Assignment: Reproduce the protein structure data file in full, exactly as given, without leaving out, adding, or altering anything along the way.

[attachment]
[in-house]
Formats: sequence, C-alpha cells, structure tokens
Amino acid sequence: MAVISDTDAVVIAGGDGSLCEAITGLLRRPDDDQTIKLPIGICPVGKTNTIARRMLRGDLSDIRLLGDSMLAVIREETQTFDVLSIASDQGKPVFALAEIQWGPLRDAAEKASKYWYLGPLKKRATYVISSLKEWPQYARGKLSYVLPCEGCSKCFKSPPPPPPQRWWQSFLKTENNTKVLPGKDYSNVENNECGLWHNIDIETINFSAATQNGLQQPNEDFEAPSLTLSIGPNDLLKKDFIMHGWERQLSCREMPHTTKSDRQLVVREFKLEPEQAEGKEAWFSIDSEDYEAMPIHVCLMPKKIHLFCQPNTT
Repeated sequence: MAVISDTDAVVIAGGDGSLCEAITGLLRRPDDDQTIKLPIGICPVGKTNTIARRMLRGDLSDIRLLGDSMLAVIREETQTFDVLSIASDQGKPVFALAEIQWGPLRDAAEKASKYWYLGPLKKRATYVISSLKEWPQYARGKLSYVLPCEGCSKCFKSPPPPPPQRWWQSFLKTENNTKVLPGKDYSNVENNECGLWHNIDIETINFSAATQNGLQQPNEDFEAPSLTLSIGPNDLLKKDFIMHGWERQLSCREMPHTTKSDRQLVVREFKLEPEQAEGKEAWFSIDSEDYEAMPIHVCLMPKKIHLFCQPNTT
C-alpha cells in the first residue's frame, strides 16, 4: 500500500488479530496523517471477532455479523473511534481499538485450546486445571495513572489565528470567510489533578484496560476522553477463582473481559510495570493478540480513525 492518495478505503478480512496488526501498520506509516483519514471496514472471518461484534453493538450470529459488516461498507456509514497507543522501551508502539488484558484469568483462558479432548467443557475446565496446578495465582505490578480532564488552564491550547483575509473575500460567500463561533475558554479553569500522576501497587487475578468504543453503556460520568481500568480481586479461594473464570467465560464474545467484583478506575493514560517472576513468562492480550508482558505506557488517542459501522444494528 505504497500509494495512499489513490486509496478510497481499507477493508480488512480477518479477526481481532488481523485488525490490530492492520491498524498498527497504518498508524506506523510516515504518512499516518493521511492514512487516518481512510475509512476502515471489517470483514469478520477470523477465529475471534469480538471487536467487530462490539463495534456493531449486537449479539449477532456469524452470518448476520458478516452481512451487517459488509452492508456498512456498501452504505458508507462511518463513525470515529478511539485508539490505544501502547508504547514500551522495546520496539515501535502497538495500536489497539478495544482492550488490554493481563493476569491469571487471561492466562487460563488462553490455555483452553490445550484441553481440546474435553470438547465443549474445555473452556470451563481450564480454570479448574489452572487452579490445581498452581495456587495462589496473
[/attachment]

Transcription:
[in-house]
Formats: sequence, C-alpha cells, structure tokens
Amino acid sequence: MAVISDTDAVVIAGGDGSLCEAITGLLRRPDDDQTIKLPIGICPVGKTNTIARRMLRGDLSDIRLLGDSMLAVIREETQTFDVLSIASDQGKPVFALAEIQWGPLRDAAEKASKYWYLGPLKKRATYVISSLKEWPQYARGKLSYVLPCEGCSKCFKSPPPPPPQRWWQSFLKTENNTKVLPGKDYSNVENNECGLWHNIDIETINFSAATQNGLQQPNEDFEAPSLTLSIGPNDLLKKDFIMHGWERQLSCREMPHTTKSDRQLVVREFKLEPEQAEGKEAWFSIDSEDYEAMPIHVCLMPKKIHLFCQPNTT
Repeated sequence: MAVISDTDAVVIAGGDGSLCEAITGLLRRPDDDQTIKLPIGICPVGKTNTIARRMLRGDLSDIRLLGDSMLAVIREETQTFDVLSIASDQGKPVFALAEIQWGPLRDAAEKASKYWYLGPLKKRATYVISSLKEWPQYARGKLSYVLPCEGCSKCFKSPPPPPPQRWWQSFLKTENNTKVLPGKDYSNVENNECGLWHNIDIETINFSAATQNGLQQPNEDFEAPSLTLSIGPNDLLKKDFIMHGWERQLSCREMPHTTKSDRQLVVREFKLEPEQAEGKEAWFSIDSEDYEAMPIHVCLMPKKIHLFCQPNTT
C-alpha cells in the first residue's frame, strides 16, 4: 500500500488479530496523517471477532455479523473511534481499538485450546486445571495513572489565528470567510489533578484496560476522553477463582473481559510495570493478540480513525 492518495478505503478480512496488526501498520506509516483519514471496514472471518461484534453493538450470529459488516461498507456509514497507543522501551508502539488484558484469568483462558479432548467443557475446565496446578495465582505490578480532564488552564491550547483575509473575500460567500463561533475558554479553569500522576501497587487475578468504543453503556460520568481500568480481586479461594473464570467465560464474545467484583478506575493514560517472576513468562492480550508482558505506557488517542459501522444494528 505504497500509494495512499489513490486509496478510497481499507477493508480488512480477518479477526481481532488481523485488525490490530492492520491498524498498527497504518498508524506506523510516515504518512499516518493521511492514512487516518481512510475509512476502515471489517470483514469478520477470523477465529475471534469480538471487536467487530462490539463495534456493531449486537449479539449477532456469524452470518448476520458478516452481512451487517459488509452492508456498512456498501452504505458508507462511518463513525470515529478511539485508539490505544501502547508504547514500551522495546520496539515501535502497538495500536489497539478495544482492550488490554493481563493476569491469571487471561492466562487460563488462553490455555483452553490445550484441553481440546474435553470438547465443549474445555473452556470451563481450564480454570479448574489452572487452579490445581498452581495456587495462589496473